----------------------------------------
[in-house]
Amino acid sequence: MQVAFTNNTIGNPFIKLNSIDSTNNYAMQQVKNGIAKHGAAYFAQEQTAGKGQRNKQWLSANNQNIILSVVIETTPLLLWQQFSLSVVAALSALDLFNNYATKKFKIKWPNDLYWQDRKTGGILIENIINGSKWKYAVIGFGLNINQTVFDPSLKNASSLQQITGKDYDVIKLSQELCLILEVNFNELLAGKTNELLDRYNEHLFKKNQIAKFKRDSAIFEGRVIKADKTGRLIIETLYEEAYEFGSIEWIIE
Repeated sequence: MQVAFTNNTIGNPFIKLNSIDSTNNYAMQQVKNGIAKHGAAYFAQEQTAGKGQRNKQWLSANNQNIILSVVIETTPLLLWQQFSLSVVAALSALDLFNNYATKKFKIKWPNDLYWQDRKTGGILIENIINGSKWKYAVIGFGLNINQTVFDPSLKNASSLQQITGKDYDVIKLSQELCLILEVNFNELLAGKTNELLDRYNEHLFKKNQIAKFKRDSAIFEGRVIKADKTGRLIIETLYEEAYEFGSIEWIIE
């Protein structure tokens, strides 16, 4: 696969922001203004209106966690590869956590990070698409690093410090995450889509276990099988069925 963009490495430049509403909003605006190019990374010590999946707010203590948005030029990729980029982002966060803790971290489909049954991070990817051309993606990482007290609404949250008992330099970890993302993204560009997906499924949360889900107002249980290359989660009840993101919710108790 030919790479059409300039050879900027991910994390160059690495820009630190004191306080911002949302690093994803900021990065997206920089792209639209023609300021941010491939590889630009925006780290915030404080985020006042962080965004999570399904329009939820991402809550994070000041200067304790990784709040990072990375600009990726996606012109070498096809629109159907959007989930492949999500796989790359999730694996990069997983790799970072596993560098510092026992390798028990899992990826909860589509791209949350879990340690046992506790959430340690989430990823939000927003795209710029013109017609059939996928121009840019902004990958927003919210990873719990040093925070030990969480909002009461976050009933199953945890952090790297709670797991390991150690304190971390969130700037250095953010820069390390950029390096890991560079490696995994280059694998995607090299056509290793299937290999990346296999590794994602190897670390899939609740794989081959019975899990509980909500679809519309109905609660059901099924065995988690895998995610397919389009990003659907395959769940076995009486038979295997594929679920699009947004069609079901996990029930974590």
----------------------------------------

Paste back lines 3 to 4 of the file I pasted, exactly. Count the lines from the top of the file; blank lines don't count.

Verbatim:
Repeated sequence: MQVAFTNNTIGNPFIKLNSIDSTNNYAMQQVKNGIAKHGAAYFAQEQTAGKGQRNKQWLSANNQNIILSVVIETTPLLLWQQFSLSVVAALSALDLFNNYATKKFKIKWPNDLYWQDRKTGGILIENIINGSKWKYAVIGFGLNINQTVFDPSLKNASSLQQITGKDYDVIKLSQELCLILEVNFNELLAGKTNELLDRYNEHLFKKNQIAKFKRDSAIFEGRVIKADKTGRLIIETLYEEAYEFGSIEWIIE
């Protein structure tokens, strides 16, 4: 696969922001203004209106966690590869956590990070698409690093410090995450889509276990099988069925 963009490495430049509403909003605006190019990374010590999946707010203590948005030029990729980029982002966060803790971290489909049954991070990817051309993606990482007290609404949250008992330099970890993302993204560009997906499924949360889900107002249980290359989660009840993101919710108790 030919790479059409300039050879900027991910994390160059690495820009630190004191306080911002949302690093994803900021990065997206920089792209639209023609300021941010491939590889630009925006780290915030404080985020006042962080965004999570399904329009939820991402809550994070000041200067304790990784709040990072990375600009990726996606012109070498096809629109159907959007989930492949999500796989790359999730694996990069997983790799970072596993560098510092026992390798028990899992990826909860589509791209949350879990340690046992506790959430340690989430990823939000927003795209710029013109017609059939996928121009840019902004990958927003919210990873719990040093925070030990969480909002009461976050009933199953945890952090790297709670797991390991150690304190971390969130700037250095953010820069390390950029390096890991560079490696995994280059694998995607090299056509290793299937290999990346296999590794994602190897670390899939609740794989081959019975899990509980909500679809519309109905609660059901099924065995988690895998995610397919389009990003659907395959769940076995009486038979295997594929679920699009947004069609079901996990029930974590």